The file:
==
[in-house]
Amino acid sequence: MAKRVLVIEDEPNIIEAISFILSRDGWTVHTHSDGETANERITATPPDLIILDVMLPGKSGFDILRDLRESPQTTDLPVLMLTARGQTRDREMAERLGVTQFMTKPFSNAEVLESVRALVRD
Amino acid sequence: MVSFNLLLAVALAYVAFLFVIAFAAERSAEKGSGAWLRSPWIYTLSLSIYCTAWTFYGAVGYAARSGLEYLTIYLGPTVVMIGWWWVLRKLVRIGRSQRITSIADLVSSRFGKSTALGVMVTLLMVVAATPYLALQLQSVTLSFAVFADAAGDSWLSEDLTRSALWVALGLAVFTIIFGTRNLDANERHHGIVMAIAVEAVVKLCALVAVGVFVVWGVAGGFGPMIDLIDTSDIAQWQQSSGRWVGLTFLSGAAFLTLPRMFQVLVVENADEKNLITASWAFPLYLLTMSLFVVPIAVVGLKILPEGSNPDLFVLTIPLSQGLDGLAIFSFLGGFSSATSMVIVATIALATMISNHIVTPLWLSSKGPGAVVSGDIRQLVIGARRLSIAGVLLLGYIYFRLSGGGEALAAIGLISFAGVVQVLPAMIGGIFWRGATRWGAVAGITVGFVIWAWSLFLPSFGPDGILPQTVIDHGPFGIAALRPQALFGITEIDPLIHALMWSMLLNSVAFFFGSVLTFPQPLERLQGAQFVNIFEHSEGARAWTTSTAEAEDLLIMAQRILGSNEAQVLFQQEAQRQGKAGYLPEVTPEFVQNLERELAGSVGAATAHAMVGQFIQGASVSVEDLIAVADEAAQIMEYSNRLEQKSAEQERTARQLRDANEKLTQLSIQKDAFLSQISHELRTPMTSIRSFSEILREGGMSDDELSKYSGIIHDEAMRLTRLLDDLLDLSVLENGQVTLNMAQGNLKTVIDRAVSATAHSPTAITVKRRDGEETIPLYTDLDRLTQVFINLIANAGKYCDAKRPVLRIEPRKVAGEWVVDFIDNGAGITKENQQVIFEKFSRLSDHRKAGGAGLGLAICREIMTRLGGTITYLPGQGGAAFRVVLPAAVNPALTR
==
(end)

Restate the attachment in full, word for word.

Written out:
[in-house]
Amino acid sequence: MAKRVLVIEDEPNIIEAISFILSRDGWTVHTHSDGETANERITATPPDLIILDVMLPGKSGFDILRDLRESPQTTDLPVLMLTARGQTRDREMAERLGVTQFMTKPFSNAEVLESVRALVRD
Amino acid sequence: MVSFNLLLAVALAYVAFLFVIAFAAERSAEKGSGAWLRSPWIYTLSLSIYCTAWTFYGAVGYAARSGLEYLTIYLGPTVVMIGWWWVLRKLVRIGRSQRITSIADLVSSRFGKSTALGVMVTLLMVVAATPYLALQLQSVTLSFAVFADAAGDSWLSEDLTRSALWVALGLAVFTIIFGTRNLDANERHHGIVMAIAVEAVVKLCALVAVGVFVVWGVAGGFGPMIDLIDTSDIAQWQQSSGRWVGLTFLSGAAFLTLPRMFQVLVVENADEKNLITASWAFPLYLLTMSLFVVPIAVVGLKILPEGSNPDLFVLTIPLSQGLDGLAIFSFLGGFSSATSMVIVATIALATMISNHIVTPLWLSSKGPGAVVSGDIRQLVIGARRLSIAGVLLLGYIYFRLSGGGEALAAIGLISFAGVVQVLPAMIGGIFWRGATRWGAVAGITVGFVIWAWSLFLPSFGPDGILPQTVIDHGPFGIAALRPQALFGITEIDPLIHALMWSMLLNSVAFFFGSVLTFPQPLERLQGAQFVNIFEHSEGARAWTTSTAEAEDLLIMAQRILGSNEAQVLFQQEAQRQGKAGYLPEVTPEFVQNLERELAGSVGAATAHAMVGQFIQGASVSVEDLIAVADEAAQIMEYSNRLEQKSAEQERTARQLRDANEKLTQLSIQKDAFLSQISHELRTPMTSIRSFSEILREGGMSDDELSKYSGIIHDEAMRLTRLLDDLLDLSVLENGQVTLNMAQGNLKTVIDRAVSATAHSPTAITVKRRDGEETIPLYTDLDRLTQVFINLIANAGKYCDAKRPVLRIEPRKVAGEWVVDFIDNGAGITKENQQVIFEKFSRLSDHRKAGGAGLGLAICREIMTRLGGTITYLPGQGGAAFRVVLPAAVNPALTR